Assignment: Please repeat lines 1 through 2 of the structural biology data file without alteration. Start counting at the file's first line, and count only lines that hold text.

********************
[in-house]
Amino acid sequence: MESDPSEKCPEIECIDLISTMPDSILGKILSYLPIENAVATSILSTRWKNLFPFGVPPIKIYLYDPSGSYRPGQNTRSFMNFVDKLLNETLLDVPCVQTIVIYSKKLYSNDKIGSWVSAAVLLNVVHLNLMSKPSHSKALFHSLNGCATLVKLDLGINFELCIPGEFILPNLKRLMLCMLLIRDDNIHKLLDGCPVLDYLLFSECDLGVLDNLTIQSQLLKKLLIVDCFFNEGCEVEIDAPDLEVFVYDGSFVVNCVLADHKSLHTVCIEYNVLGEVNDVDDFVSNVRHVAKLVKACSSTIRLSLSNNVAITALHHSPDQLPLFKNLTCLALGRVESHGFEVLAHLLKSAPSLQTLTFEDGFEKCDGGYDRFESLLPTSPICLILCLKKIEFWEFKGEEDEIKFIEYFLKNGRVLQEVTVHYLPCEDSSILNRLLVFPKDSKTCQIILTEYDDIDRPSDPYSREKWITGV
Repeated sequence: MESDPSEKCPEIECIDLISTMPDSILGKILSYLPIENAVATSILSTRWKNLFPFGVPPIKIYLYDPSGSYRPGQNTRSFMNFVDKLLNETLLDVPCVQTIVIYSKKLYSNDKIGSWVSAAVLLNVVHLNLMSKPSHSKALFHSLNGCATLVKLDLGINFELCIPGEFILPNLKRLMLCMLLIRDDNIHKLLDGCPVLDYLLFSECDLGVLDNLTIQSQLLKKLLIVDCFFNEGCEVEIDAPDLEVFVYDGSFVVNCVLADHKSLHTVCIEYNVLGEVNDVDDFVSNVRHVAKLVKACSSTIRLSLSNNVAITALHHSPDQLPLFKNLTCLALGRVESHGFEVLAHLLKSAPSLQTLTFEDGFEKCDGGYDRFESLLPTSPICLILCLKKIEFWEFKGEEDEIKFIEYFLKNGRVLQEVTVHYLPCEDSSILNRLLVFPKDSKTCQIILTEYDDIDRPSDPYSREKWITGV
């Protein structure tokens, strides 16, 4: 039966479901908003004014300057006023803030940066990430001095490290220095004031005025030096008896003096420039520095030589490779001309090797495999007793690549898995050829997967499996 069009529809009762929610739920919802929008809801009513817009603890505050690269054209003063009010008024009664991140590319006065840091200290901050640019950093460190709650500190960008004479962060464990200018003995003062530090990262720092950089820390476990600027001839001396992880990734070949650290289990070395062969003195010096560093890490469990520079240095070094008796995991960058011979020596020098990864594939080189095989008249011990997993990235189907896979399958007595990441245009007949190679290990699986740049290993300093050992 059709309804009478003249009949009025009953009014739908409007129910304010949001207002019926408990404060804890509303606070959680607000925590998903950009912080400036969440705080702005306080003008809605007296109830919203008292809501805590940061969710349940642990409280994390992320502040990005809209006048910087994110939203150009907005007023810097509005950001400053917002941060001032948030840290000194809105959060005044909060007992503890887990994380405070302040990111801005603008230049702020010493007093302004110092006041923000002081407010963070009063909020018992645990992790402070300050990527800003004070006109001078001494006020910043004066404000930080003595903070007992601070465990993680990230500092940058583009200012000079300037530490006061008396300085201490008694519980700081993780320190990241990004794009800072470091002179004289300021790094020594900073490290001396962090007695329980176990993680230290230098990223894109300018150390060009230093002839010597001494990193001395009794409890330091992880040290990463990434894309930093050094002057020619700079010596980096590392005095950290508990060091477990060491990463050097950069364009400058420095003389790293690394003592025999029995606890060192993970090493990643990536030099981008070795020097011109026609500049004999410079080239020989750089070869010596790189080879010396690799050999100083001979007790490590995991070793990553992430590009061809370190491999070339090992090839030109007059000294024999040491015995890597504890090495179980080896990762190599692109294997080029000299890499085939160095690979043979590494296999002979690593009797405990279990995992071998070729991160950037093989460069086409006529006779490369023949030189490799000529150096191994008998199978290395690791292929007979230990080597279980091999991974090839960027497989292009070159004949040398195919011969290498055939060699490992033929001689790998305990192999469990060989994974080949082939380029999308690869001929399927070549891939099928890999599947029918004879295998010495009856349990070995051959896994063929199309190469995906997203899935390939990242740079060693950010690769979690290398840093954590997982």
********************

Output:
[in-house]
Amino acid sequence: MESDPSEKCPEIECIDLISTMPDSILGKILSYLPIENAVATSILSTRWKNLFPFGVPPIKIYLYDPSGSYRPGQNTRSFMNFVDKLLNETLLDVPCVQTIVIYSKKLYSNDKIGSWVSAAVLLNVVHLNLMSKPSHSKALFHSLNGCATLVKLDLGINFELCIPGEFILPNLKRLMLCMLLIRDDNIHKLLDGCPVLDYLLFSECDLGVLDNLTIQSQLLKKLLIVDCFFNEGCEVEIDAPDLEVFVYDGSFVVNCVLADHKSLHTVCIEYNVLGEVNDVDDFVSNVRHVAKLVKACSSTIRLSLSNNVAITALHHSPDQLPLFKNLTCLALGRVESHGFEVLAHLLKSAPSLQTLTFEDGFEKCDGGYDRFESLLPTSPICLILCLKKIEFWEFKGEEDEIKFIEYFLKNGRVLQEVTVHYLPCEDSSILNRLLVFPKDSKTCQIILTEYDDIDRPSDPYSREKWITGV